UK organizations will be able to securely share personal data with the Republic of Korea before the end of the year when the UK finalizes legislation for its first independent decision on eligibility.
Allowing companies in both countries to share data without restrictions will make it easier for them to operate and grow. Once in force, the legislation is expected to reduce administrative and financial burdens for UK businesses by £11 million a year, and exports to South Korea are expected to increase by £3.8 million annually.
Personal data is information relating to an individual, such as a name or email address, and data must be protected to a high standard to ensure that it is collected, shared and used reliably.
After agreeing in principle to the Data Sufficiency Agreement in July 2022, the UK government has completed its full assessment of the Republic of Korea’s personal data legislation. The government has concluded that the Republic of Korea has strong privacy laws in place that protect data transfers to South Korea while maintaining the rights and protections of UK nationals.
In the past, organizations had to have costly and time-consuming contractual safeguards, such as standard data protection clauses and binding corporate policies. The new freedom will open up opportunities for many SMEs that may have avoided international data transfers to Korea because of these burdens.
Removing barriers to data transfer will also boost research and innovation by making it easier for experts to work together on medical treatments and other vital research that could save lives in the UK. For example, the secure international transfer of personal information is necessary to develop effective medical treatments such as vaccines.
UK Data Protection Secretary Julia Lopez met with representatives of the Korean Privacy Commission today to mark the legislation being introduced in Parliament, which is expected to come into force from 19 December.
This is the UK’s first decision to recognize an adequate preferential treatment after leaving the European Union (EU).
The UK’s eligibility decision is broader than the EU’s deal with South Korea. The most important difference between the two agreements is that UK institutions will be able to share personal data related to credit information with the Republic of Korea to help identify customers and verify payments. The ability to share this type of data will help UK companies with a presence in the Republic of Korea to promote credit, lending, investment and insurance activities in the Republic of Korea.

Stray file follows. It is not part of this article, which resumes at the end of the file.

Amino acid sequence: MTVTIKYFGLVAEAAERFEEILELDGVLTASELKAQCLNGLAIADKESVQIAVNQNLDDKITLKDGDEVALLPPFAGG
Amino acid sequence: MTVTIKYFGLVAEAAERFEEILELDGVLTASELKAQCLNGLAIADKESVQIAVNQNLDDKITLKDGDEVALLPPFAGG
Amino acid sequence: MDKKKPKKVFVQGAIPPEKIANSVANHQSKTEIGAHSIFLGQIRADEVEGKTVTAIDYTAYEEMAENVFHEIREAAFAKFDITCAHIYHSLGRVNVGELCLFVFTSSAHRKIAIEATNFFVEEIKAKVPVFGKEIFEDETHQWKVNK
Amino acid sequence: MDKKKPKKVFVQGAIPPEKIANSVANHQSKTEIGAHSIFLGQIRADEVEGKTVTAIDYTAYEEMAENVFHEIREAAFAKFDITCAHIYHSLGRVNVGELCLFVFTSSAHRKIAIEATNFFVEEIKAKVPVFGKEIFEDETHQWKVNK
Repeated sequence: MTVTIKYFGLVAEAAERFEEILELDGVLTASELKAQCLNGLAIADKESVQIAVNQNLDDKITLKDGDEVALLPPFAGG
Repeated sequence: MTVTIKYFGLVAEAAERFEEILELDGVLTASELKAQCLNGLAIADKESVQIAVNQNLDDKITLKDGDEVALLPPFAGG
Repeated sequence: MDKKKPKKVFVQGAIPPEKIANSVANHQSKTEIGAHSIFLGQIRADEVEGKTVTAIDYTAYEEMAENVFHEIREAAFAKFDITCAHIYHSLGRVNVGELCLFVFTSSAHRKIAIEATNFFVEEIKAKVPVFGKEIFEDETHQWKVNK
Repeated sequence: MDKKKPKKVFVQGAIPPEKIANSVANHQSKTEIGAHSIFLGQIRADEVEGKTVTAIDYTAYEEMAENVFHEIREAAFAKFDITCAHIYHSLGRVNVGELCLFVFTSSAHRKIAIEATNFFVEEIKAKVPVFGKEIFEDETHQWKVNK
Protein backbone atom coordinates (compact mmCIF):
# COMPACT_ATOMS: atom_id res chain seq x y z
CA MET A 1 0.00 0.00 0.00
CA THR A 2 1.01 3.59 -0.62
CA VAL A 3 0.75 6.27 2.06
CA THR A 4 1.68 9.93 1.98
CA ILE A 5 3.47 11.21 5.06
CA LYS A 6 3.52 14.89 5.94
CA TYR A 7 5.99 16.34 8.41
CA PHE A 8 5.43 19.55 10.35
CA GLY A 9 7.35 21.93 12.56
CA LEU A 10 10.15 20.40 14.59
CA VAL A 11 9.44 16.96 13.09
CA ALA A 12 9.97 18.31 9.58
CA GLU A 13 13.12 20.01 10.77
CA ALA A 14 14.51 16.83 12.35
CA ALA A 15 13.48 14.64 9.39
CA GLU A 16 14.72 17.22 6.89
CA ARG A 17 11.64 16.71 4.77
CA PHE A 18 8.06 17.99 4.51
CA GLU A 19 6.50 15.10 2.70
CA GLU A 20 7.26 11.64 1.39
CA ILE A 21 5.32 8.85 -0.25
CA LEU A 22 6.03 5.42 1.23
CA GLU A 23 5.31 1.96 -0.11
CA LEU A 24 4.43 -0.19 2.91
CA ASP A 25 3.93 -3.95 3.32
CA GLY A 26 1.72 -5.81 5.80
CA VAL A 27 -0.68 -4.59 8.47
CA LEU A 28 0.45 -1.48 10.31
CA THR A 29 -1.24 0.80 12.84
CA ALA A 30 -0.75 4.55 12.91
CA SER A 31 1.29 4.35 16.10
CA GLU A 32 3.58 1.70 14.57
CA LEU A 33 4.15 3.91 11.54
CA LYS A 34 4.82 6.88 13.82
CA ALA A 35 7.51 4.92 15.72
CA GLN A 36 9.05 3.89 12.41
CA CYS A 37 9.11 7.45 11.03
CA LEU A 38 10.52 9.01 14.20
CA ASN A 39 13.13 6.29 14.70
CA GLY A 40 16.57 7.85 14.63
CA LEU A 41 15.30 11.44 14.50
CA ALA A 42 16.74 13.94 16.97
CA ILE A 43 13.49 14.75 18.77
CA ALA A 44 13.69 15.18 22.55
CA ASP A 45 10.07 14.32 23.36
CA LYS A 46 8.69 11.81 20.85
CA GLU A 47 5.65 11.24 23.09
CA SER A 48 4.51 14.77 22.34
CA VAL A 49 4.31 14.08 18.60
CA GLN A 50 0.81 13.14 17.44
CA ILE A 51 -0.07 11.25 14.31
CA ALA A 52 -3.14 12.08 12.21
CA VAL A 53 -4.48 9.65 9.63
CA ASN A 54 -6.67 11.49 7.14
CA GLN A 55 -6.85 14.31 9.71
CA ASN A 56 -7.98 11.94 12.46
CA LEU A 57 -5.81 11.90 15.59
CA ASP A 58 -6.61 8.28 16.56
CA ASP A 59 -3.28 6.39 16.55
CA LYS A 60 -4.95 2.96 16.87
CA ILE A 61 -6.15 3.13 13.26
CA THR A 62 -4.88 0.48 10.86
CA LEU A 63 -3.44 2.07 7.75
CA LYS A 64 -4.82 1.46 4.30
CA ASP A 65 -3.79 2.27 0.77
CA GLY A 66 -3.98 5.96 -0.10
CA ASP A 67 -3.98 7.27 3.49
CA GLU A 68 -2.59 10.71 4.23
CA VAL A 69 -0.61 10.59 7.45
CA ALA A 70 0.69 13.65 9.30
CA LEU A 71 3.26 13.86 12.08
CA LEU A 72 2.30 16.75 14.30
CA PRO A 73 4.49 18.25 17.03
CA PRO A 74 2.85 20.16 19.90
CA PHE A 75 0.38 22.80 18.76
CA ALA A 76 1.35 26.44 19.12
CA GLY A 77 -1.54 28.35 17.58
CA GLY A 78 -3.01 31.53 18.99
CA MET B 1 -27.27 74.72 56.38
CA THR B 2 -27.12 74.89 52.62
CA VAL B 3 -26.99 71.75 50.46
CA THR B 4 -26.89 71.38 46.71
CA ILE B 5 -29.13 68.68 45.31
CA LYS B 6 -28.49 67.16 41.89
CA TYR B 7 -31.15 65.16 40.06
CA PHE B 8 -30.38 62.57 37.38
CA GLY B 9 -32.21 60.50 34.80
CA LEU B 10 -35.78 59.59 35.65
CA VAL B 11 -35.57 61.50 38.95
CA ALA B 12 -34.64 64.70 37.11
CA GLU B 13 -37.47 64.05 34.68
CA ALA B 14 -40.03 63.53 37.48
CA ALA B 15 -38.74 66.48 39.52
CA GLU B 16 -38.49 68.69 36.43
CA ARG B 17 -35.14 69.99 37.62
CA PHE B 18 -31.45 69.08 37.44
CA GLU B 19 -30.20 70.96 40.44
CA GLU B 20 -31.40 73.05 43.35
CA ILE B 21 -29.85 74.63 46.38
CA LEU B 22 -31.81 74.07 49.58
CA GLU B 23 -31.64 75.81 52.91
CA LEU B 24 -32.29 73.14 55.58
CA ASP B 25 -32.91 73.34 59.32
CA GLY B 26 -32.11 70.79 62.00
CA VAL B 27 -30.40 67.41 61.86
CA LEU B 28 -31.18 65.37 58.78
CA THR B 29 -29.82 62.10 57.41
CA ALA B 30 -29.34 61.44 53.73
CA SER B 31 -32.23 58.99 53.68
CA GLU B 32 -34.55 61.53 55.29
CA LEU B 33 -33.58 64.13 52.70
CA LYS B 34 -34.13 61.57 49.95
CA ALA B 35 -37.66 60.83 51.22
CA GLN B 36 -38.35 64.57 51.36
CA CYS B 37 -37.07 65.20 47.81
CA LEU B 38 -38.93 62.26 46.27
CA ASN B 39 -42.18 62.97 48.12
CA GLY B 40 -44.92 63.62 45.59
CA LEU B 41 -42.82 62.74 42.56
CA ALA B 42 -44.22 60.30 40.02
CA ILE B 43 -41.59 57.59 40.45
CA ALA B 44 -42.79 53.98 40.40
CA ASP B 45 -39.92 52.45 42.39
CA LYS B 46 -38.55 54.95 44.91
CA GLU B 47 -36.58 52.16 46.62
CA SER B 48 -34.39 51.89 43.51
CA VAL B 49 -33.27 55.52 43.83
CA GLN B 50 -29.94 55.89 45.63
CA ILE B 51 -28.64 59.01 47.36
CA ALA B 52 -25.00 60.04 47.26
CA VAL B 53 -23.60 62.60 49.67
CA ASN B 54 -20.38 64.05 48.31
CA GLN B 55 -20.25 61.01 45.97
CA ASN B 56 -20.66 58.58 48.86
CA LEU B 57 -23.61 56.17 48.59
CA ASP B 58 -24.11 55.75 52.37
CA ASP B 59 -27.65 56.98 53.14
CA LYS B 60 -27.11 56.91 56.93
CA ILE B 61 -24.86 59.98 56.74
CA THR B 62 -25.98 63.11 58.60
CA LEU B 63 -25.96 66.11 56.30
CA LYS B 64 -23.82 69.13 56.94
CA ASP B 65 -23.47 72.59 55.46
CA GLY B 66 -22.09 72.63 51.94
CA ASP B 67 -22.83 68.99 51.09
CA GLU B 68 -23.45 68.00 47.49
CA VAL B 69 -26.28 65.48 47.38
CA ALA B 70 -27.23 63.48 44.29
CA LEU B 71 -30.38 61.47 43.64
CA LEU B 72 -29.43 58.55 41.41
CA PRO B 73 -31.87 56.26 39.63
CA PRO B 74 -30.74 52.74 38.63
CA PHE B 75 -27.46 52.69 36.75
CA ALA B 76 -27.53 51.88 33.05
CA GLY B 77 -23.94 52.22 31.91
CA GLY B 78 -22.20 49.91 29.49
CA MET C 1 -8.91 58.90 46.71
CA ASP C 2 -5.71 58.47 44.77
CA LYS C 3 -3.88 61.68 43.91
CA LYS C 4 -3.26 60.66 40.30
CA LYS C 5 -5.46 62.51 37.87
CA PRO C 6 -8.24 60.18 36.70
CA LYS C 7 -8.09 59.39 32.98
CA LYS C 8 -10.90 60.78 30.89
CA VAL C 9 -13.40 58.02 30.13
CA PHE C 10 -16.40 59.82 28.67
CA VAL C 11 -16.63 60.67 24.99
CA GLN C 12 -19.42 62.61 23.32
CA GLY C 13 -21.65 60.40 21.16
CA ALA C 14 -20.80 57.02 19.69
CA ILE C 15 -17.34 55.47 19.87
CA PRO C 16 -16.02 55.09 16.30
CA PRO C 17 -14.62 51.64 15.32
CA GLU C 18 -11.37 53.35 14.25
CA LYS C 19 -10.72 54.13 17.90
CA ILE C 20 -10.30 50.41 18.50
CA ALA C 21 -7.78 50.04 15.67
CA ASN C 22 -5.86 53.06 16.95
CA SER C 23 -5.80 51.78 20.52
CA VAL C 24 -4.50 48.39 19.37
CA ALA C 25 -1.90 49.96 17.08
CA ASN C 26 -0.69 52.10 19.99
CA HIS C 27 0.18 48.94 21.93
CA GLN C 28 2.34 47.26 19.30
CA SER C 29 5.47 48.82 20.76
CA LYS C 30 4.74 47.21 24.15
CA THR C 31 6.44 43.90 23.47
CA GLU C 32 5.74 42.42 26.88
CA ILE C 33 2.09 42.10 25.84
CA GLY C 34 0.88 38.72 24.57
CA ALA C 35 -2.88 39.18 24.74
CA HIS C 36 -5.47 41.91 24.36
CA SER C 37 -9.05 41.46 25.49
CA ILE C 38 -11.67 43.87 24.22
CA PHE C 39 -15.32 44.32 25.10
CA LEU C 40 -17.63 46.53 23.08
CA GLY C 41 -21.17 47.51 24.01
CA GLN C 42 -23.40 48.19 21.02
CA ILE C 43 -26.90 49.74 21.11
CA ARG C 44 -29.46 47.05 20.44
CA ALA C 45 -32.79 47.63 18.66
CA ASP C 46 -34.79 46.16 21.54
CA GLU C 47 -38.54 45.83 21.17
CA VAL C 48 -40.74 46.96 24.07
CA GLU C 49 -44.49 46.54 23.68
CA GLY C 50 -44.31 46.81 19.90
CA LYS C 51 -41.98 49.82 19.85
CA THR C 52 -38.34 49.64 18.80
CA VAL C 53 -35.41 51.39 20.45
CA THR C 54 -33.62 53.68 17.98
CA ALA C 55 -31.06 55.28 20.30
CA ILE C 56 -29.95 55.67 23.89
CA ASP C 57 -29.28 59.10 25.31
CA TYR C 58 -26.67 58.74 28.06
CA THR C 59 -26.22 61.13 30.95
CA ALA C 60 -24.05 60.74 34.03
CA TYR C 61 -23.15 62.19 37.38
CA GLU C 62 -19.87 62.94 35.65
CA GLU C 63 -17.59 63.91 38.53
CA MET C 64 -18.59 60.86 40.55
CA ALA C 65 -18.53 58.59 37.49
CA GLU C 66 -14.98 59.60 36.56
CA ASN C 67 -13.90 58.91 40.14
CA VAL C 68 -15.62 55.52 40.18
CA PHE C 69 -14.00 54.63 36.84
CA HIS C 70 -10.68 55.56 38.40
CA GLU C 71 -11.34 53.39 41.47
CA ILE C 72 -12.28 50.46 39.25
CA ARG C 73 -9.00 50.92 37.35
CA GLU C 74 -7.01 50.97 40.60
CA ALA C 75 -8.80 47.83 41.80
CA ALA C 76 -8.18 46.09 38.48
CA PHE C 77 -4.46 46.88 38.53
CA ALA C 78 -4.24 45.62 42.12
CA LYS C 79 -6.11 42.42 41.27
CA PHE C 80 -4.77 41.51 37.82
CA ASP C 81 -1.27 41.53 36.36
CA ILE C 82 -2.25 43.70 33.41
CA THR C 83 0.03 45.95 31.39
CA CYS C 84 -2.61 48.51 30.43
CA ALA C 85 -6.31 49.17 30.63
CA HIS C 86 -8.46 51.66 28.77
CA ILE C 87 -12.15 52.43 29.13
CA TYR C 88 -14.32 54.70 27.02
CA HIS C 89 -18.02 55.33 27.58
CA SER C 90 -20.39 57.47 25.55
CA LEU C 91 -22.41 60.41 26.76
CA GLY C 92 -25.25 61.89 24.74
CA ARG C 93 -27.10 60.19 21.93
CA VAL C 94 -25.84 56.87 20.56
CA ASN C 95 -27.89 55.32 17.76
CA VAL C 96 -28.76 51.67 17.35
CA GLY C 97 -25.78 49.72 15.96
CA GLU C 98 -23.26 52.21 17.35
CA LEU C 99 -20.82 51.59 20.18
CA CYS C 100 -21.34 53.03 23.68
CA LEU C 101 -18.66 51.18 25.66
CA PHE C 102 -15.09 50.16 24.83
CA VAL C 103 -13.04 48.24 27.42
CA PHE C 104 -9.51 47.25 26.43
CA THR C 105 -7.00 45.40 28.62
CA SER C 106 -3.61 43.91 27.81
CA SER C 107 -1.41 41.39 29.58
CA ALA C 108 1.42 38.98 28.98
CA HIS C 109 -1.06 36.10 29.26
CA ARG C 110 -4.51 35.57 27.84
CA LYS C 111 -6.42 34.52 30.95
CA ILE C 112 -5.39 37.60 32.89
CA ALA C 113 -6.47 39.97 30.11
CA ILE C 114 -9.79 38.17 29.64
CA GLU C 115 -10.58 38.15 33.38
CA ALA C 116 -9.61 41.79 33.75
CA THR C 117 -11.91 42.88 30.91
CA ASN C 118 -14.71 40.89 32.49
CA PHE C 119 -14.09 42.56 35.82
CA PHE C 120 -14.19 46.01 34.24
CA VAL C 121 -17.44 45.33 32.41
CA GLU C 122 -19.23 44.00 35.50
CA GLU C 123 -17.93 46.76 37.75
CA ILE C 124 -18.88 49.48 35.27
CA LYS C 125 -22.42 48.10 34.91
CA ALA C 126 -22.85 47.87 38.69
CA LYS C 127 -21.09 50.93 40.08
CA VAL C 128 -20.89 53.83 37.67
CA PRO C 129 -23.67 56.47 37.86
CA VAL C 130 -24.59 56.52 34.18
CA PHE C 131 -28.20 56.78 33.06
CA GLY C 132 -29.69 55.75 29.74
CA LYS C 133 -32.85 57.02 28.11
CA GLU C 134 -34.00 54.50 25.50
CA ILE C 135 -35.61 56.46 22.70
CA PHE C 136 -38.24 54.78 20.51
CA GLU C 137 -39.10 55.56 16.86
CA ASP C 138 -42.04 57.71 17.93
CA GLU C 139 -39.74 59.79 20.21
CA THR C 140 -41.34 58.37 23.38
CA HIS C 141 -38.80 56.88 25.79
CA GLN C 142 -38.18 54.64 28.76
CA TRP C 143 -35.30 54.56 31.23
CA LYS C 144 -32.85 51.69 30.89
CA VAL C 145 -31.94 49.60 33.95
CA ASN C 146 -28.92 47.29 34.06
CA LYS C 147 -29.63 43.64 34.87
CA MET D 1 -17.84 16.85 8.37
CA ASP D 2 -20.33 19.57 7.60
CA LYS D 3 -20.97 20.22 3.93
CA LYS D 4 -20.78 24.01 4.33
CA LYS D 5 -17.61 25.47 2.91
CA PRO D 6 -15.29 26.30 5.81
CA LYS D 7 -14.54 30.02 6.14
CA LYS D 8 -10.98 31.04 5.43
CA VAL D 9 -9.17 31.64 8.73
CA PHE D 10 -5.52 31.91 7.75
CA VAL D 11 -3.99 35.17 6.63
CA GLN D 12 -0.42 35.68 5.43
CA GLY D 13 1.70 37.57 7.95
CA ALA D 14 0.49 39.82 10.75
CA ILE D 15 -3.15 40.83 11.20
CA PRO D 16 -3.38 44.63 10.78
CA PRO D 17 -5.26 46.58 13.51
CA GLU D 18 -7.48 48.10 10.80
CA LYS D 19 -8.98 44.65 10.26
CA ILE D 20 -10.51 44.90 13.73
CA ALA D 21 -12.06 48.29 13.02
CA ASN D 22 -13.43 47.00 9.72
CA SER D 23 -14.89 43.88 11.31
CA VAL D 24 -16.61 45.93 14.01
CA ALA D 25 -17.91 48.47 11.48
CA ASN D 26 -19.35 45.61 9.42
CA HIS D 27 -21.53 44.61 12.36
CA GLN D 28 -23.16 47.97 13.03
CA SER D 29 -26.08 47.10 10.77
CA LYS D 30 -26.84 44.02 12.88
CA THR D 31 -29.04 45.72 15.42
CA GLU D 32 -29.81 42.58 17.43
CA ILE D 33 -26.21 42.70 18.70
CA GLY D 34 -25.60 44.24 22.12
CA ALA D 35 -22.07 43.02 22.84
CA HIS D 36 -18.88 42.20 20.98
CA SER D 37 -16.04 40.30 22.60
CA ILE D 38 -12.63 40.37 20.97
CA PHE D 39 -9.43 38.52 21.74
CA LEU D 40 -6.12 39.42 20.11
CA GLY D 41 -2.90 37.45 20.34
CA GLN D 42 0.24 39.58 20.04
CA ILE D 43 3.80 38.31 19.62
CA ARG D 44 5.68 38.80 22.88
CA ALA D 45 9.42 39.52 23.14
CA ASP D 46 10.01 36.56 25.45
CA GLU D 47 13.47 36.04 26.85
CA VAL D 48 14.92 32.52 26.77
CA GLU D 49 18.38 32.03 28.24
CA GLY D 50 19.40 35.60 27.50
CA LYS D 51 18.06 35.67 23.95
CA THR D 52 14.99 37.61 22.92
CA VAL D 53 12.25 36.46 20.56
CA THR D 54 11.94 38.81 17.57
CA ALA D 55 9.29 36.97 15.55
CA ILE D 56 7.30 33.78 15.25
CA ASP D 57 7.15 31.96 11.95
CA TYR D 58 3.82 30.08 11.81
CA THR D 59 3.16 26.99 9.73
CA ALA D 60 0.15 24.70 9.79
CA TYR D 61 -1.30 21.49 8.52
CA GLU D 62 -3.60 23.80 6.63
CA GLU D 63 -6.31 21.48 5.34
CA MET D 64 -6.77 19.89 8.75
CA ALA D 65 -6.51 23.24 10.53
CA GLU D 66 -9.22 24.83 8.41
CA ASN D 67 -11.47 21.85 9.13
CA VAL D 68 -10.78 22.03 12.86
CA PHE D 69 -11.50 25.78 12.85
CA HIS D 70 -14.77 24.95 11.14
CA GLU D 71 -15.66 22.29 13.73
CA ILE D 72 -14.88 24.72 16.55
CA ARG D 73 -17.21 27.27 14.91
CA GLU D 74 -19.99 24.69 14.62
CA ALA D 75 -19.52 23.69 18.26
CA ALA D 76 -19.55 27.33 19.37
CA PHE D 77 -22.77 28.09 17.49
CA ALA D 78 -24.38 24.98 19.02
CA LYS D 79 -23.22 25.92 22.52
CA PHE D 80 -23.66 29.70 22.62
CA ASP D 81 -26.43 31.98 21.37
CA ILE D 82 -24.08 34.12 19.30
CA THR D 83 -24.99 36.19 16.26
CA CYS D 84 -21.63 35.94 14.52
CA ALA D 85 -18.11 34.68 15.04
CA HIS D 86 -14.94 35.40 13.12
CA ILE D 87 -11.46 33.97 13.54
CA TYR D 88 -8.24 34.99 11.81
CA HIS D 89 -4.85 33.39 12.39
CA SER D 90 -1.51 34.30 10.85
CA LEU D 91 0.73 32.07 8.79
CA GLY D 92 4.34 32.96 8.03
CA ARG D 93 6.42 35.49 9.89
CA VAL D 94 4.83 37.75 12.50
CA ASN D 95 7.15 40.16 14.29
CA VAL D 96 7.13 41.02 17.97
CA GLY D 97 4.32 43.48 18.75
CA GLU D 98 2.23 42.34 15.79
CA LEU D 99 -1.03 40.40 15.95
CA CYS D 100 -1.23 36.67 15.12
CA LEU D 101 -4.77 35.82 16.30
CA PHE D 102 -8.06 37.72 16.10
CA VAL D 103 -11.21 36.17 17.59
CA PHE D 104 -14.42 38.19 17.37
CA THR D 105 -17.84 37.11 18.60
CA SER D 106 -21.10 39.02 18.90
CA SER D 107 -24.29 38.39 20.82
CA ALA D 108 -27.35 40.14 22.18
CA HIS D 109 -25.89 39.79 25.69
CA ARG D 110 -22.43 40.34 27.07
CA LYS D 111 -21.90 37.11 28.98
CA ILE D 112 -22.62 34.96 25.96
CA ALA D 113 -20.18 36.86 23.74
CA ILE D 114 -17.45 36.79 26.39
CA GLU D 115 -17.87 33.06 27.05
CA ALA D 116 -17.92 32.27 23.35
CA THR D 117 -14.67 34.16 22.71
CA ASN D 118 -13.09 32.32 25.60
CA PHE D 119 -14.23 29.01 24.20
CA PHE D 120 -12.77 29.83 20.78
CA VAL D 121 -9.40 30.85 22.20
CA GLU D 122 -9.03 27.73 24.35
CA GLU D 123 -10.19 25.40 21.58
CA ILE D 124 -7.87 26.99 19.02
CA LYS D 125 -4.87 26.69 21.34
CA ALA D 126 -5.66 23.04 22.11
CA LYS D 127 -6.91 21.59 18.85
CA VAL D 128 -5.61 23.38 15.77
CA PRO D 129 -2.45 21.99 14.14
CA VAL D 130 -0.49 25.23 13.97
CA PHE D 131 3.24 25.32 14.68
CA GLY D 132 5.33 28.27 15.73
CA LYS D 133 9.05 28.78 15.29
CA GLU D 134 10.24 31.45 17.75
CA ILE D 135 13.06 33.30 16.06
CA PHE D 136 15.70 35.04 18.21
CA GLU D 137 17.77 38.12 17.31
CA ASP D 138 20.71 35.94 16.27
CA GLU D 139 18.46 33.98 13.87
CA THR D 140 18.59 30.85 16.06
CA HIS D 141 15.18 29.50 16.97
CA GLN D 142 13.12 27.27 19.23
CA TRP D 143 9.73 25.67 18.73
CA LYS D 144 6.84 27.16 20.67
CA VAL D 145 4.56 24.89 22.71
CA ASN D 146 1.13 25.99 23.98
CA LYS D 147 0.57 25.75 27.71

Data Secretary Julia Lopez said: “By the end of the year, businesses will be able to share data freely with the Republic of Korea – safe in the knowledge that it will be protected to the high privacy standards we expect in the UK.
Removing unnecessary burdens on business will help unleash innovation, drive growth and improve lives in both our countries.”
The Republic of Korea is one of the UK’s fastest-growing markets, with more than two-thirds of UK service exports to the data-rich country.
John Edwards, the UK’s Chief Information Officer, said: “We are supporting the Government in carrying out due diligence to enable personal data to flow freely to trusted partners around the world.
“We advised the government during this evaluation of the Republic of Korea, and we are pleased with the government’s recognition of similar data protection rights and protections in Korean law.” This will bring certainty to UK businesses and reduce the burden of compliance, while ensuring that people’s data is handled responsibly.”